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by: Anthony Parent 2013-06-10
As you probably know, the IRS has a focus on FBAR penalty enforcement. This makes FBAR Penalty negotiation extremely important. In order to help you understand the most essential facts on how to get the best solution for you, here is a list of 5 things you must absolutely know about FBAR Penalty negotiation:
FBAR penalties can be very severe. The penalties are not based on tax avoided, but rather account size. This is completely unique. These are unlike any other IRS penalties.
The "ugly" FBAR penalty is $10,000. That penalty is assessed if you made an innocent mistake. Worse, there is nothing to stop the IRS from assessing this innocent mistake penalty multiple times. Say up to six times. So you could have made a completely innocent mistake and the IRS can penalize you $60,000. This is an outrage to us as well...unfortunately, it is the law.
The "disastrous penalty" is 50% of account value; that is assessed if the IRS feels you knew what you were doing. Like the "ugly "FBAR penalty, it too can be assessed multiple times. Meaning the IRS can assess FBAR penalties that wipe out your entire net worth.
Thanks to a change in the law in 2004, the IRS no longer has the burden of proof to prove willfulness. Rather, it is up to the taxpayer to prove non-willfulness, i.e. reasonable cause! Will there be a successful challenge to this law? We can't say, but recent court cases have proven that the Supreme Court is willing to grant the IRS incredibly wide authority to assess penalties.
Yes, you can claim your day in court, but first you must "exhaust your administrative remedies". Conversely, you can pay all assessments, and then filed a suit for refund in US District Court. We much more prefer exhausting administrative remedies with IRS appeals, and and filing suit in tax court. Why? (1) our clients don't have to pay FBAR penalties until the end, (2) a lot of times we are successful with administrative remedies, making tax court unnecessary (3) if administrative appeals is unsuccessful, as long as a case is properly supported and documented, and we find a receptive audience with IRS counsel we may be able to negotiate lower FBAR penalties, through FBAR Penalty negotiation, without having to go to trial.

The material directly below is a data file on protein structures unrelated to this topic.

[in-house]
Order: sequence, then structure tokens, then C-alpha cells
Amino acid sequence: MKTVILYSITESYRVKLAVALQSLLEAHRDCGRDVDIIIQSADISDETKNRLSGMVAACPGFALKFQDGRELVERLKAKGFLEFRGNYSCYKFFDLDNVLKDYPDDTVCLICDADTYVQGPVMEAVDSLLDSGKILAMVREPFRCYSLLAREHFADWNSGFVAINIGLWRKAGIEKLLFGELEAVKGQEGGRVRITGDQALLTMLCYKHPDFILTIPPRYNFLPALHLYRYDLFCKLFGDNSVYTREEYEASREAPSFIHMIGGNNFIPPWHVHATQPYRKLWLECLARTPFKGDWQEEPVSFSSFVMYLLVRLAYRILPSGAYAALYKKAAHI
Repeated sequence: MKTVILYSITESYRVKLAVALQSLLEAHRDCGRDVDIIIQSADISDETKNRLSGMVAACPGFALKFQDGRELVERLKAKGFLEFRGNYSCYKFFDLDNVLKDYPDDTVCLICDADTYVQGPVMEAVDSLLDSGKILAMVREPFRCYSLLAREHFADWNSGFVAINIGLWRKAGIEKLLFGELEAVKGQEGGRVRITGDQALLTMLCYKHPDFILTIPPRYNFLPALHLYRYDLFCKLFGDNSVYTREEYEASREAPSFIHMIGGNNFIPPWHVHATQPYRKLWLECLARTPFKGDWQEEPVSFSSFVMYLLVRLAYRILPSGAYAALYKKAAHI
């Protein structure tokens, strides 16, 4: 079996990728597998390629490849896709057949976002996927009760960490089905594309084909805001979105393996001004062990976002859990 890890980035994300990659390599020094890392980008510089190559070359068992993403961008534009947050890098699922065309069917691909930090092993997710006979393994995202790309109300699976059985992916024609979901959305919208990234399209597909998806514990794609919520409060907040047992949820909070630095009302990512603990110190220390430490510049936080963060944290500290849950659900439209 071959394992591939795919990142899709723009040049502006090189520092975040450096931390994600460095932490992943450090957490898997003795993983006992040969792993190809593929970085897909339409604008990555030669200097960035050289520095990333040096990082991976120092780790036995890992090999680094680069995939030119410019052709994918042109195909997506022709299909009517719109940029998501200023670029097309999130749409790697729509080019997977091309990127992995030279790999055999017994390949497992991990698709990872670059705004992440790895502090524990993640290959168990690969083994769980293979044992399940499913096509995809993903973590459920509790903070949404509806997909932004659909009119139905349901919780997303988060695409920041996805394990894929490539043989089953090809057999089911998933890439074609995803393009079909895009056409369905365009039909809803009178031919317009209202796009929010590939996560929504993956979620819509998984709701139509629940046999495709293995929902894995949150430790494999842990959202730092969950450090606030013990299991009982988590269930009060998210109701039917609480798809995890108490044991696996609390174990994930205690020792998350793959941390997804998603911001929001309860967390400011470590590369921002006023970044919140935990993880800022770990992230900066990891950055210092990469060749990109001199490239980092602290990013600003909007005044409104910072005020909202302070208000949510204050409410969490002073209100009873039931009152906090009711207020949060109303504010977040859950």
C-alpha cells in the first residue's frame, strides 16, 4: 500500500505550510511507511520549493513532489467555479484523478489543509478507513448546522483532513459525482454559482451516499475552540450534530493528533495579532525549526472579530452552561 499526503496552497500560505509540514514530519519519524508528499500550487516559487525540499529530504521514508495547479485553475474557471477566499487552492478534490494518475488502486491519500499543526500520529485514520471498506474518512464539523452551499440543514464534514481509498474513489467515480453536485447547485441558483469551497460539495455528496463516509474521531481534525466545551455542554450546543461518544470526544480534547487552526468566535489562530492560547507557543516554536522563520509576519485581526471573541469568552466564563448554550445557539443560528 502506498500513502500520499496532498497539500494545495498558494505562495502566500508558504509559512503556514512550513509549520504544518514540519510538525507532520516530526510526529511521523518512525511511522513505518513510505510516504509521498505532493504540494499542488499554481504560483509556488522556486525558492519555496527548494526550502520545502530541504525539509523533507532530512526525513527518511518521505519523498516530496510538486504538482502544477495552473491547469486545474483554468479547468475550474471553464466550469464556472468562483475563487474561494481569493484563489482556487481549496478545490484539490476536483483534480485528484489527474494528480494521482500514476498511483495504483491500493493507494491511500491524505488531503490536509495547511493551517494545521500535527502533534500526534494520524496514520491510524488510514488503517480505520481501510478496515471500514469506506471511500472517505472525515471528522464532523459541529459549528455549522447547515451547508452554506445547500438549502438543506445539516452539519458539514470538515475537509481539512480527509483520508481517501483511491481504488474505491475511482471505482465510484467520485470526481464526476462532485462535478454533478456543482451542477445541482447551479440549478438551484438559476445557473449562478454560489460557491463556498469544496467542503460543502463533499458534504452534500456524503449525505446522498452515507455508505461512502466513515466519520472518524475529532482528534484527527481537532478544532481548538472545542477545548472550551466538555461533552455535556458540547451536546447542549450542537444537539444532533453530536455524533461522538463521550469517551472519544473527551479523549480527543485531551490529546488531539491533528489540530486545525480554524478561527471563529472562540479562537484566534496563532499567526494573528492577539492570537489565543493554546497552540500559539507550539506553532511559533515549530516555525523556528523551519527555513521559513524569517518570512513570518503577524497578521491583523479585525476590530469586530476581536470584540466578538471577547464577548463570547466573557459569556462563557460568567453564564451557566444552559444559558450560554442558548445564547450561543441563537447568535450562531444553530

The main purpose of the FBAR Amnesty/OVDP is to remove the threat of the ugly or disastrous FBAR penalties. This is unlike past Voluntary Disclosure Programs, which people would enter into to remove the threat of criminal charges. This is why it is important to use the OVDP for your FBAR Penalty negotiation. Within the OVDP, you will get a much more favorable review with your FBAR Penalty negotiation. Also, the IRS agrees to limit negotiations to just one FBAR penalty, which could be a victory in of itself.
Outside the OVDP, FBAR penalties will be determined in an FBAR audit, where the ground is not so friendly. First, as mentioned above, the IRS can assess multiple years, and second, the IRS is determined not to treat people who they catch (whether innocently or those who made an ill-advised "soft" or "quiet" disclosure) as favorable as those who have come forward. The IRS civil audit division can do nearly has much harm (or even more) to ones financial well-being than criminal court.
While you most likely need not to worry about prison time, having your entire wealth wiped out can be nearly as devastating. The reason you would enter into the OVDP and use FBAR Penalty negotiation is not because you think you are under a threat of criminal prosecution. The main appeal of the OVDP is that it limits the staggering penalties the IRS can assess. Under the OVDP, penalties are capped. You will never pay more than one 27.5% FBAR equivalent penalty (smaller penalties based on amount of unreported income also apply, but these are typically de minimus). If you need assistance with any unfiled or misfiled FBARs, contact us for a free, confidential consultation.